Welcome to “Postcards from the Norfolk Broads”. This website is intended to take you on a tour of the Broads, illustrated by old and very old postcards from my own, ever growing, collection. Broadland is a very-very special place and you don't have to be a native or to live there to fall in love with the area. You just need to visit and many do so year after year.
Originally my own lifelong fascination with the Broads and particularly its hire boat fleets lead to my collecting postcards where these craft were individually identifiable, just for fun. Slowly but continuously this developed into my record of the Boat Builders and their creations in the years up to the early 1970’s when these specialised craft were still being hand built, in wood, by local craftsmen.
To help me in this pastime I have called upon my own memories and observations, my small collection of old holiday brochures and Broads library and, of course, the internet. My research also lead to a greater interest in the period beyond my own recollections and the production of the ‘Early Days’ and ‘Extras’ pages. Latterly my interest in the postcards themselves has also blossomed, particularly the early artist's cards, and I am now developing the, more in depth, boatyard history articles for another project. Previous visitors may notice that in 2014 some of these latter articles have been moved off the site. That is in preparation for another project, and the emphasis on those pages is now a little bit more 'postcard collector' orientated, as my interests, in that respect, have developed.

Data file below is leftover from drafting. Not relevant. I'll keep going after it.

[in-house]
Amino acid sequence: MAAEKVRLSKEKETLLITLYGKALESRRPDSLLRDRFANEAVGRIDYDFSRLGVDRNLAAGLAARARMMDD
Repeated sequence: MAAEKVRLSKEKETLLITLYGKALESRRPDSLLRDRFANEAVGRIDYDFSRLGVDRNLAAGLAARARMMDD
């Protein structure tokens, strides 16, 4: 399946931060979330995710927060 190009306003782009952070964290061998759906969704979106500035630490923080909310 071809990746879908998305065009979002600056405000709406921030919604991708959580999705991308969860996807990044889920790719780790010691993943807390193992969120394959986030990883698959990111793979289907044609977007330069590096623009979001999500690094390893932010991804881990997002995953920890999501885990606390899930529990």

(For Links to new items please see the foot of this page. N.B. It is sometimes necessary to scroll down a little after the new page has fully loaded)
Naturally I have made every effort to ensure that my facts are correct and if I cannot be certain I try to make that clear within my text. I am always delighted to hear from any visitor who can assist me, who disagrees with any of my “facts” or just wants to discuss the content. Your e-mails are always answered and input is always acknowledged on the site.
Likewise, pinpointing the vintage of photographs can be difficult. It gets easier with practice but one can rarely be precise, even when the publisher's index system is understood. Postal dating can provide a clue but some postcards remained in print, in retailer’s shops or even in people’s homes for many years; before being used. At the very least a postmark will reveal the latest date that a photograph may have been taken but it is the date of the photograph or view that I am most interested in correctly identifying.
As I have stated, the narrative initially takes the form of a cruise along the Broadland rivers and the pages entitled with the River's names show predominately post war coloured postcards. The 'Early Days' and 'Extras' pages contain earlier examples from the Inter-war Period and even earlier.